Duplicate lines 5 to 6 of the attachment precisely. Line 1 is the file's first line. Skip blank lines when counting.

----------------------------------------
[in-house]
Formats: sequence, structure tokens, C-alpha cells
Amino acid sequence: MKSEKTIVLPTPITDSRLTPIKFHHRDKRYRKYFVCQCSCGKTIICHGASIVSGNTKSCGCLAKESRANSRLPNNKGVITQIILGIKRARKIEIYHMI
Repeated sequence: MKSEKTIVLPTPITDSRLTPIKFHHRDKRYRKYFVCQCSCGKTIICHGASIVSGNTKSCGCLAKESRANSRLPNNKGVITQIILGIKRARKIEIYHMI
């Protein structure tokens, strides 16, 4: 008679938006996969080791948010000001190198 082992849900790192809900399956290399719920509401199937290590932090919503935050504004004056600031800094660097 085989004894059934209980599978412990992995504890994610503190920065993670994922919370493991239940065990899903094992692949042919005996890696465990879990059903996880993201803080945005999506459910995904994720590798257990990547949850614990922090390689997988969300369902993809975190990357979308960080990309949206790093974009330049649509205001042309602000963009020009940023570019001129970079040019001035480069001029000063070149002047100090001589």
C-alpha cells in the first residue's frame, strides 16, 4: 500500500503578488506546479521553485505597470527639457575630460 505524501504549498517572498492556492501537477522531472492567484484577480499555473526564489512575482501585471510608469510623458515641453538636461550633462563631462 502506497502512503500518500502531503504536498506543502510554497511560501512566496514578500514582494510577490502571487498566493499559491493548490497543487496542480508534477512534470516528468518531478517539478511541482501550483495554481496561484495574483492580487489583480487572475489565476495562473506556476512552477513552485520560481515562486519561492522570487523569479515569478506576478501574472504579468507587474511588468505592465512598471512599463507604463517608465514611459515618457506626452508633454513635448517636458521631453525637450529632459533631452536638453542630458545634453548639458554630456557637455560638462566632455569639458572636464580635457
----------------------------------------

């Protein structure tokens, strides 16, 4: 008679938006996969080791948010000001190198 082992849900790192809900399956290399719920509401199937290590932090919503935050504004004056600031800094660097 085989004894059934209980599978412990992995504890994610503190920065993670994922919370493991239940065990899903094992692949042919005996890696465990879990059903996880993201803080945005999506459910995904994720590798257990990547949850614990922090390689997988969300369902993809975190990357979308960080990309949206790093974009330049649509205001042309602000963009020009940023570019001129970079040019001035480069001029000063070149002047100090001589």
C-alpha cells in the first residue's frame, strides 16, 4: 500500500503578488506546479521553485505597470527639457575630460 505524501504549498517572498492556492501537477522531472492567484484577480499555473526564489512575482501585471510608469510623458515641453538636461550633462563631462 502506497502512503500518500502531503504536498506543502510554497511560501512566496514578500514582494510577490502571487498566493499559491493548490497543487496542480508534477512534470516528468518531478517539478511541482501550483495554481496561484495574483492580487489583480487572475489565476495562473506556476512552477513552485520560481515562486519561492522570487523569479515569478506576478501574472504579468507587474511588468505592465512598471512599463507604463517608465514611459515618457506626452508633454513635448517636458521631453525637450529632459533631452536638453542630458545634453548639458554630456557637455560638462566632455569639458572636464580635457